We are pleased to share this guest post by Michael Grant, currently in his final year at the Georgetown University Law Center. At Georgetown, Michael is the Senior Submissions Editor for the Georgetown Journal of Legal Ethics. He is also involved in Home Court, an annual charity basketball game between Georgetown faculty and staff and […]
As Luke’s Gospel is read this Christmas, we should hear the message he is trying to convey, a message demonstrated neatly by the Flaminio Obelisk.
This thirty-first orbit around the sun contained some of the best moments of my life as well as a number of major changes. Before charging full steam ahead into 31 (officially “in my thirties,” as my brother reminded me), a recounting and reflection seems in order. Psalm 103:1-5. ********************** First, the highlights/milestones: In October, I […]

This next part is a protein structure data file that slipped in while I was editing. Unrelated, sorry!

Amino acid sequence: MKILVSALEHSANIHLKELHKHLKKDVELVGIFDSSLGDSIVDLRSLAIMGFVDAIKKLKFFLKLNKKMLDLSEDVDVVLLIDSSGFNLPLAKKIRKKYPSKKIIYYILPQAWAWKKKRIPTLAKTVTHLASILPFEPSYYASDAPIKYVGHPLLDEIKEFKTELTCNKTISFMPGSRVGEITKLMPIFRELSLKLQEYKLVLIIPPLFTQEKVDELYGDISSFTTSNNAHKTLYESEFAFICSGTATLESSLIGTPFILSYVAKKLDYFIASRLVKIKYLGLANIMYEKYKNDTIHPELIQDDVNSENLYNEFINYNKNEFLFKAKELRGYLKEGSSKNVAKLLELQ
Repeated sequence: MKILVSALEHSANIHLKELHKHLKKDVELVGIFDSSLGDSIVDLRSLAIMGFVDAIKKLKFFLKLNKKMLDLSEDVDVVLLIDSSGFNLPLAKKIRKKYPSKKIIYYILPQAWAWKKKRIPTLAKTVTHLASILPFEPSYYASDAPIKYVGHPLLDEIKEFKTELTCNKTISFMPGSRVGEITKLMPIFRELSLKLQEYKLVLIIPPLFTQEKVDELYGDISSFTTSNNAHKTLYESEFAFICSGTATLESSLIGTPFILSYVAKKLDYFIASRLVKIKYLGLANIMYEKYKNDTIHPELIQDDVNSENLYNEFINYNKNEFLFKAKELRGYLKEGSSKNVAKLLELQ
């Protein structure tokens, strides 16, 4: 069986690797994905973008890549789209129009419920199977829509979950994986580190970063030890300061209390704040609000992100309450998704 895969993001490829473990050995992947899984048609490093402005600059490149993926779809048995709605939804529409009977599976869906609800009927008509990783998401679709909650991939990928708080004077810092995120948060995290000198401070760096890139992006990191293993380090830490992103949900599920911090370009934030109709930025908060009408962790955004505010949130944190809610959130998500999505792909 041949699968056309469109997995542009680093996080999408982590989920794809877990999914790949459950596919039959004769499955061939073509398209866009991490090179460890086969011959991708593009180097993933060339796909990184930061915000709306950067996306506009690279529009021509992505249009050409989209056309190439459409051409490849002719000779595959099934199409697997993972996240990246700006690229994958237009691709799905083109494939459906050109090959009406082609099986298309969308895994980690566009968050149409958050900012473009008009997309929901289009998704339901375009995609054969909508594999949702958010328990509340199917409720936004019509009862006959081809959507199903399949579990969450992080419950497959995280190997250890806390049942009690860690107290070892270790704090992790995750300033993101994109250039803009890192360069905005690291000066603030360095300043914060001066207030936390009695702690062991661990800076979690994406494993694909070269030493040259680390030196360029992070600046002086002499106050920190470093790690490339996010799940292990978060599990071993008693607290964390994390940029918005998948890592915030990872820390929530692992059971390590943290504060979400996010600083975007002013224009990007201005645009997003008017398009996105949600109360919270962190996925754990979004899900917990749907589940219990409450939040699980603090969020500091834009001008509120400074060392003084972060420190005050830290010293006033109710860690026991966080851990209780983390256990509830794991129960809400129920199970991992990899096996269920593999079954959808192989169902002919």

[Eds. Note: We’re pleased to be able to share this piece by John Ehrett, who joins us as a guest author] Most government buildings are pathologically ugly. By “government buildings,” I don’t mean iconic structures like the Lincoln Memorial or the White House. I mean the garden-variety government buildings that sit in medium- to large-sized […]
A judge is a law student who marks his own examination papers. -H.L. Mencken
Empathy should always frame our response to reality. –In hearing stories; –In resolving disputes; –In settling controversies; –In parsing issues; –In counseling others; –In meting out judgment; We should be “quick to listen, slow to speak, slow to anger….” Empathy should not frame our perception of reality. –In ascertaining facts; –In deducing truth; –In deciding […]
You can never discover the truth if you never allege what you suspect the truth to be.